Nokia clearly had the early mover advantage in India. After launching its handsets over a decade ago, the Finnish major strengthened its grip on the Indian market like no other player ever did. Or, as some say, like no other player ever would.
A large number of consumers have got so used to Nokiaâ€™s interface, designs, price points and easy availability of a wide range of models that a few months ago, its market share almost touched 80%. And now, it is riding high its omnipresence, with the largest distribution reach among all other handset companies.
But then, some consumers are beginning to look for alternatives. Waits at Nokia care centres have become longer, even if the faults are not that big. Others say that incidents of software snags have gone up. Still others are keen to possess handsets that are trendier, stylish, and multi-functional.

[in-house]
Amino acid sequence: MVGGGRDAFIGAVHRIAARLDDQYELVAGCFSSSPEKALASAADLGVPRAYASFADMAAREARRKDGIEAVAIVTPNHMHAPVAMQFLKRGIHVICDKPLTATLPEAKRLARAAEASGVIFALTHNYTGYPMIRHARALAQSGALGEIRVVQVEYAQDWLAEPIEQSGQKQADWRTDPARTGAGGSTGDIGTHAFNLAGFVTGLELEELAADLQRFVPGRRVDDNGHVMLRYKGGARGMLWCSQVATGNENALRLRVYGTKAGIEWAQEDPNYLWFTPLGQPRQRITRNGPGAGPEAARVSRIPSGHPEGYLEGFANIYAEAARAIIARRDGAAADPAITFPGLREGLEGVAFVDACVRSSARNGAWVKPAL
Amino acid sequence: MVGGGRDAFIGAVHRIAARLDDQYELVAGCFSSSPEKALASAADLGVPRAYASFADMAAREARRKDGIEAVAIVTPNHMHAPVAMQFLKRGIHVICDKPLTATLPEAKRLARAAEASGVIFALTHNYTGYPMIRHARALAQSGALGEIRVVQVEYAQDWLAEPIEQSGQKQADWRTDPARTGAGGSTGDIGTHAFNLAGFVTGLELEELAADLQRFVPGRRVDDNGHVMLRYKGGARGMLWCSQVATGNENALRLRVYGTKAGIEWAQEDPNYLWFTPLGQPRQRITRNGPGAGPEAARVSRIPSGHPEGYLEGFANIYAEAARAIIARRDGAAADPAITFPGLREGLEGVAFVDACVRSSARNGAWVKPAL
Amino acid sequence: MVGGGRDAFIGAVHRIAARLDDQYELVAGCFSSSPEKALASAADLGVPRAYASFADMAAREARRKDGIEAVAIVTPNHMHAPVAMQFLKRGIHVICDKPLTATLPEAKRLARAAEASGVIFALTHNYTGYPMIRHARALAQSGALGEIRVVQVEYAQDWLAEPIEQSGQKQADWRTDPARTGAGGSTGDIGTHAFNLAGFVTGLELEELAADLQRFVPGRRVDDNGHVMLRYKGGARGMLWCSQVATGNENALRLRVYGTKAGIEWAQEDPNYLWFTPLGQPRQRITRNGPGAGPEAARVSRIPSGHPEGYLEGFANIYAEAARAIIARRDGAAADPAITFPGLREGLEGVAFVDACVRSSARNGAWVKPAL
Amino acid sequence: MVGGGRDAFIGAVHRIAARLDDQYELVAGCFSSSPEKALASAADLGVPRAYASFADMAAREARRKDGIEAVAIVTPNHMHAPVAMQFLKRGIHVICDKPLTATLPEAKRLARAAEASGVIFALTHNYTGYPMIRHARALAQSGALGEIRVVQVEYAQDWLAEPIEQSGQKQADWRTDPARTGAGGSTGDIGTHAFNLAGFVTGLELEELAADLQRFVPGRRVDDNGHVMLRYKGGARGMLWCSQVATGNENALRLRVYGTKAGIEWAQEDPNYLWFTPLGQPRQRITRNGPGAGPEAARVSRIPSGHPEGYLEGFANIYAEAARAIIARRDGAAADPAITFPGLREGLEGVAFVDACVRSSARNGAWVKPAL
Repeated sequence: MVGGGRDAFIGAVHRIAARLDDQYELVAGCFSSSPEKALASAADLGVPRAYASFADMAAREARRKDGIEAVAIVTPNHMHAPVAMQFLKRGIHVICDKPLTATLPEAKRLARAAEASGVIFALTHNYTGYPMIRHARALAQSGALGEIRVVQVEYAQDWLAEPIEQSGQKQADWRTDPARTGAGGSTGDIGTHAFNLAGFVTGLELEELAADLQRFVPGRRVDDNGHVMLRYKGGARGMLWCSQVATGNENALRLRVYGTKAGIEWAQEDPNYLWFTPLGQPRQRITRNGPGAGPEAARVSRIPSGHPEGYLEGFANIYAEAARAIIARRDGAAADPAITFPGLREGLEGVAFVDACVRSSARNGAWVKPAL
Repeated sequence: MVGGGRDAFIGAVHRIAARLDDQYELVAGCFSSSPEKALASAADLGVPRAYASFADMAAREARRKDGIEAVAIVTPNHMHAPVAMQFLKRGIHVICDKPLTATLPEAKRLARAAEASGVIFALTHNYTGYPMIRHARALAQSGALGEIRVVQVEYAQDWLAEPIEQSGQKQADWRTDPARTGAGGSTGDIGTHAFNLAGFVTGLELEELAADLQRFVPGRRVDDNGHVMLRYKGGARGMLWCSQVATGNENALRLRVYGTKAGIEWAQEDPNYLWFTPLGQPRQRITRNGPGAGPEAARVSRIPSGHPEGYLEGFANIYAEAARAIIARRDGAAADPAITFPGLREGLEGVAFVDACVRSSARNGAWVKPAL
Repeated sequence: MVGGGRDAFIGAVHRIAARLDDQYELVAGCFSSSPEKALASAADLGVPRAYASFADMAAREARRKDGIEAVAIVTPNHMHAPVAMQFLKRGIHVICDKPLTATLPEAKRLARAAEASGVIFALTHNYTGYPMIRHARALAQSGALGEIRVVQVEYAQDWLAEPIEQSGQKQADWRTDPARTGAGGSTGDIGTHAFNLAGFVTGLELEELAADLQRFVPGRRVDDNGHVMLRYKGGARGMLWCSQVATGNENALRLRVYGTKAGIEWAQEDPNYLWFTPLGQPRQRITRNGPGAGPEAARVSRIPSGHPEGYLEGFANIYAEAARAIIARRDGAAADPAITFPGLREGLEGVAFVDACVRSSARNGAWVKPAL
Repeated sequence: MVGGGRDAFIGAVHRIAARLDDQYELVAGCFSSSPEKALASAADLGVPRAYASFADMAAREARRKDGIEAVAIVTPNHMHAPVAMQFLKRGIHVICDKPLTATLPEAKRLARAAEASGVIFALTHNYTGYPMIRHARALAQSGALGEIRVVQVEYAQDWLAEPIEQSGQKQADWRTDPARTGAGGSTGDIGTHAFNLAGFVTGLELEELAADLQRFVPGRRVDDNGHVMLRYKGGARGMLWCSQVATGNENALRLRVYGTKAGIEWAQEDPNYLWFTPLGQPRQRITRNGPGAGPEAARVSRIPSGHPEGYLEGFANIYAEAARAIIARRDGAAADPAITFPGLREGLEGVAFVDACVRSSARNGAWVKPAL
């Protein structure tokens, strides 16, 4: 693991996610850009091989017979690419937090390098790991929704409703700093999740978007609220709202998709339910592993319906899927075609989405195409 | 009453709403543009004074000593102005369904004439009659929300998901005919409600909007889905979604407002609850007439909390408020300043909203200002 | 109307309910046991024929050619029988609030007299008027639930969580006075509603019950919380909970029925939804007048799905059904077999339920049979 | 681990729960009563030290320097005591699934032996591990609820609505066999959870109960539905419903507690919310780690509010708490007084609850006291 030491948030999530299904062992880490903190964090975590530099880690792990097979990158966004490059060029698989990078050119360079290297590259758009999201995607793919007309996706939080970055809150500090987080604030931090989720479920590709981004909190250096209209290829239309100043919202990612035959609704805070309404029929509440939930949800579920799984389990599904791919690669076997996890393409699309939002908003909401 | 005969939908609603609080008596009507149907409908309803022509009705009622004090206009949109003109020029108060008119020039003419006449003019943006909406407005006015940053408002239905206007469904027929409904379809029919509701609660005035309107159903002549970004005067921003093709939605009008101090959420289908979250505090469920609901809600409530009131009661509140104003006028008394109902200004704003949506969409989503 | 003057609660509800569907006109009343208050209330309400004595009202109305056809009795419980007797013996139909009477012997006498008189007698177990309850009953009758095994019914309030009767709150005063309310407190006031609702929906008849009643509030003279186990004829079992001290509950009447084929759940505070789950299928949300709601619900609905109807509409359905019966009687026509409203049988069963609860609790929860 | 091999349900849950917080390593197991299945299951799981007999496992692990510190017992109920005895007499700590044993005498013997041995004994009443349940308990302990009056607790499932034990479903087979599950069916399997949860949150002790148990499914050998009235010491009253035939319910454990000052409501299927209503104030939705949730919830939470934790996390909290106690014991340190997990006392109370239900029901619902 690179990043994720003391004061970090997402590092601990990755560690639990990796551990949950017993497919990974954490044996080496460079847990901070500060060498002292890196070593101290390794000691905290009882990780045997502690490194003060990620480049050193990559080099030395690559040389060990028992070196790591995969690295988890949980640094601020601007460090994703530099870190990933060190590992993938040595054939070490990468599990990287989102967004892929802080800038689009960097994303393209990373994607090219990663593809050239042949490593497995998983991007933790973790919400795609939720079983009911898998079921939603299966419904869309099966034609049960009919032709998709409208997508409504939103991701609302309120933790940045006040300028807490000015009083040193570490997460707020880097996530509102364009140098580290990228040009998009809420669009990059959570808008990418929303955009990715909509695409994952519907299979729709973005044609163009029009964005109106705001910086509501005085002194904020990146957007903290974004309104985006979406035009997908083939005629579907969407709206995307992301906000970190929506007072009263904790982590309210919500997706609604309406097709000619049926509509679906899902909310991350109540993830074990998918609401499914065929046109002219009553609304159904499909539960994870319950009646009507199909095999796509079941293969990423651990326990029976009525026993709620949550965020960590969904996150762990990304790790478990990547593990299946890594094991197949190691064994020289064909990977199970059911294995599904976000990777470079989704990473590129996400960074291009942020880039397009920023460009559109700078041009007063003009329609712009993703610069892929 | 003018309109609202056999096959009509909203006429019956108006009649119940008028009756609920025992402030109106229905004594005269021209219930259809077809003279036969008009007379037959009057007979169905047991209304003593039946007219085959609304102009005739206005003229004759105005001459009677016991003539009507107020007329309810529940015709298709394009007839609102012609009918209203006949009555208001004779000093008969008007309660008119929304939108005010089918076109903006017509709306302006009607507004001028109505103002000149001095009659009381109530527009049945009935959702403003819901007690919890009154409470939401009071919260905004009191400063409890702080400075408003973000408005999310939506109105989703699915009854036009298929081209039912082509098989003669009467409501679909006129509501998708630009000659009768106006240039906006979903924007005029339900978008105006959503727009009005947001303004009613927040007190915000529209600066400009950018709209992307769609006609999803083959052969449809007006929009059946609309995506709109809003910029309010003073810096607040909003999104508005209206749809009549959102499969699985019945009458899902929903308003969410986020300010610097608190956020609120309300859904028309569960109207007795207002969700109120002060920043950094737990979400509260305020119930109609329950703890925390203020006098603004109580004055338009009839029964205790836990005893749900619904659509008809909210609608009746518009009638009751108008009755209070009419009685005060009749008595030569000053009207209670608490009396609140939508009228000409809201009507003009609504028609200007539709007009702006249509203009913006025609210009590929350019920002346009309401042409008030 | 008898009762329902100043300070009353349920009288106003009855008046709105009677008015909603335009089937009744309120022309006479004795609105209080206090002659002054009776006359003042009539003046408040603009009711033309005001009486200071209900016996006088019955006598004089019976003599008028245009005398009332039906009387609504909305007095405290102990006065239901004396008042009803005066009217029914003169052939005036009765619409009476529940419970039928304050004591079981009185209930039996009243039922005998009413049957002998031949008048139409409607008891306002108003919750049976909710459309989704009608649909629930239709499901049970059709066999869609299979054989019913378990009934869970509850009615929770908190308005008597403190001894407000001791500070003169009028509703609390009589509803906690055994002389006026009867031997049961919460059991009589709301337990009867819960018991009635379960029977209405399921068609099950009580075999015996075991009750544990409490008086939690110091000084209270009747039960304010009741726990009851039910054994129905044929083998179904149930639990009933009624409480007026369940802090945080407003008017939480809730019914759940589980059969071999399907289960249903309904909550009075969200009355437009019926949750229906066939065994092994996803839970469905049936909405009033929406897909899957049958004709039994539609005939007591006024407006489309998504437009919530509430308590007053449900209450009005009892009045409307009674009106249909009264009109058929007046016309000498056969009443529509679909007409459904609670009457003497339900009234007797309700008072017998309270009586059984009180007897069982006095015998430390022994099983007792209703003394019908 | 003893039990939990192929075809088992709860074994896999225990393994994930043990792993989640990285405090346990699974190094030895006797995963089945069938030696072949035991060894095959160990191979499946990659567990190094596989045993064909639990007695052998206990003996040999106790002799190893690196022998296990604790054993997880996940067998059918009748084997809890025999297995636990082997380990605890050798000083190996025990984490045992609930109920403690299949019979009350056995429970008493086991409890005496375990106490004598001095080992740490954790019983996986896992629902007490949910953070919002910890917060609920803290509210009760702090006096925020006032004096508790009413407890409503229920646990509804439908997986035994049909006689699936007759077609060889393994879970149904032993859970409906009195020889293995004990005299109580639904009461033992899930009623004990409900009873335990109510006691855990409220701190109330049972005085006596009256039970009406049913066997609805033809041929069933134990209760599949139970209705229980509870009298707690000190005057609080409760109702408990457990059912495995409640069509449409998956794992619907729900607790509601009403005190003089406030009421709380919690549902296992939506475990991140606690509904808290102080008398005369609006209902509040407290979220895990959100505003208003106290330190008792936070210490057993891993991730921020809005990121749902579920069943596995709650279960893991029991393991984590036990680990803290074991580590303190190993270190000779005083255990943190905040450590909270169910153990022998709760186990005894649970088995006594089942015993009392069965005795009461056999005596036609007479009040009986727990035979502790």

The result: Over the past three months, Nokiaâ€™s market share has dipped. Its overall share (including CDMA handsets) has fallen to below 60% from about 65% and to about 72% in the case of GSM handsets, which not long ago at about 80%. Worldwide, Nokia commands a market share of just 36%.
Motorola and Sony Ericsson have started to slowly eat into Nokiaâ€™s share in India, with Samsung itching to join the pack of hunters.
Source: Financial Express
Check out the full article for some more stats. What I think is occurring is the iPod phonomonem here in the USA. When a product reaches such a mass saturation point it becomes a me2 device. Example:
"I have an iPod"
People like to express themselves so they get other phones just to be different. Could this be a sign of a trend in India? Frankly I don’t have first hand experience of the region, I would kill to visit tho. Forget China, India’s economy is growing so fast it’s making economists cry in hysteria due to the large number of opportunities that are presenting themselves.
We must not forget, Nokia has a manufacturing plant down there so they don’t have to pay to get their products from point A to B. That is a HUGE advantage.